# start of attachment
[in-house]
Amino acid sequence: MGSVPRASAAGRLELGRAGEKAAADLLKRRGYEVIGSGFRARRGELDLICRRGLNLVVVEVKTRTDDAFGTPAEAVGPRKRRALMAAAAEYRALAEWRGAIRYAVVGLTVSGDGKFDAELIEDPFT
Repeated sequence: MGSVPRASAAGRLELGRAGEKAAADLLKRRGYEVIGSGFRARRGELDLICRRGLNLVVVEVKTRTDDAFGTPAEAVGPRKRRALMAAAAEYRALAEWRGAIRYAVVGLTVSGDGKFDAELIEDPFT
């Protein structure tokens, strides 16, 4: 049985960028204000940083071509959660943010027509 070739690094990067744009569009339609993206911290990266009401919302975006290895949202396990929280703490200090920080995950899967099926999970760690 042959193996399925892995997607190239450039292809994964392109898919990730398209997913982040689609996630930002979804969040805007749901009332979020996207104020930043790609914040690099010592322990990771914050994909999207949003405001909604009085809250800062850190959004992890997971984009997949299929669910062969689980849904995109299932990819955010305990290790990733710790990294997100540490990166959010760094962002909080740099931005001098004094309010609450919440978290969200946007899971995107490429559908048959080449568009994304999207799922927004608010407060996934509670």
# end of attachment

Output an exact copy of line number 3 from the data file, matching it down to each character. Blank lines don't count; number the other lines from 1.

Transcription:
Repeated sequence: MGSVPRASAAGRLELGRAGEKAAADLLKRRGYEVIGSGFRARRGELDLICRRGLNLVVVEVKTRTDDAFGTPAEAVGPRKRRALMAAAAEYRALAEWRGAIRYAVVGLTVSGDGKFDAELIEDPFT